Comet 67P/Churyumov-Gerasimenko came 62.8 million kilometres close to our planet – closer than Mars – before leaving our proximity until 2214.
The comet first gained notoriety in 2014, when the Rosetta spacecraft approached over the course of a 10-year chase. At the time, scientists involved called it “the sexiest, most fantastic mission ever”.
The ball of ice received its fowl-related description from the fact that the comet appears as two fused pieces of rock that look like the bath toy – albeit one that is approximately 2.6 miles wide.
Rosetta orbited the comets for nearly three years, taking measurements about the comet’s surface and its immediate surroundings.
It landed a smaller craft, called Philae, on the comet to gather information about its chemical composition but not all went well; Philae bounced twice, finally resting in a less-than-optimal area for scientists due to the failure of two harpoons attached to the lander that would secure it to the comet, Space recalls.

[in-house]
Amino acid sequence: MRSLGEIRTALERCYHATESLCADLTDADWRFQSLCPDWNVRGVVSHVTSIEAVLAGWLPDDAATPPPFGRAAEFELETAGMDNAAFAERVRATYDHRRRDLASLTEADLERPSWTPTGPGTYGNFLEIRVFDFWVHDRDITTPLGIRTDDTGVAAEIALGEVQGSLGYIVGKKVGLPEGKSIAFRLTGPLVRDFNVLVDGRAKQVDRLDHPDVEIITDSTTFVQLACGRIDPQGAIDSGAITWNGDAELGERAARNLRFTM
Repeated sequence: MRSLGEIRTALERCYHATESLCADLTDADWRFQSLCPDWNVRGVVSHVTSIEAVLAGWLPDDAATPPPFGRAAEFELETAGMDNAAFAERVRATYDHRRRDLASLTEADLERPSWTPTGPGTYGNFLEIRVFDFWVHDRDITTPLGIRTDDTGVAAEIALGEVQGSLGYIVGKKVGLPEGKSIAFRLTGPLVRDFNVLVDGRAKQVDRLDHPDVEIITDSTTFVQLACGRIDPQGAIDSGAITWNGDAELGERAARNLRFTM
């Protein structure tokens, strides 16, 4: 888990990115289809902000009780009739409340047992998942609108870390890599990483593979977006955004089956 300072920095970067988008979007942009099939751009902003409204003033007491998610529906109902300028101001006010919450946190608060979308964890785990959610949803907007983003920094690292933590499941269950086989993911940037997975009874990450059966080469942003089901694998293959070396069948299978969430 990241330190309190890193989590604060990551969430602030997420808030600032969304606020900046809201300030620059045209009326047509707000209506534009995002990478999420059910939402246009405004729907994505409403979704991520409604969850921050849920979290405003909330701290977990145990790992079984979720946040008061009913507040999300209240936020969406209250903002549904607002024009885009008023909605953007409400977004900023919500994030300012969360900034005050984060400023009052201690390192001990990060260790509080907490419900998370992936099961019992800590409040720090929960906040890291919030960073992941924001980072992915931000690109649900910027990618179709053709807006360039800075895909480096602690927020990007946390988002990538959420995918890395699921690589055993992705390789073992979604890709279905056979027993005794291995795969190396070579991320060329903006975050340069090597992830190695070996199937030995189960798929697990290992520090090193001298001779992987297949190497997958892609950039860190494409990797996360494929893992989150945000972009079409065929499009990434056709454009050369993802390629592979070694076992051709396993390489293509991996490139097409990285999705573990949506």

“This ice that’s 4.5 billion years old is as soft as the foam that’s on top of your cappuccino, it’s as soft as sea foam on the beach, it’s softer than the softest snow after a snowstorm,” study author Laurence O’Rourke said.
“You cannot just hit it with an object and expect it to move or disintegrate – it would be like punching a cloud.”
The new location of Philae was under a cliff where solar panels could not gain energy for the sun, depleting its reserves after two days – until it briefly awoke in June 2015 when the comet’s angle towards the sun changed.
However, the amount of data collected from the missions make Comet 67P the best-studied of all comets. It helped scientists discover that these celestial objects have their own aurorae, as well as understanding more about the Earth’s own history.
It is possible that Earth was a ‘dry’ planet with water and organic matter seeded here by passing comets, which would make the composition of water on comets the same as that on Earth.
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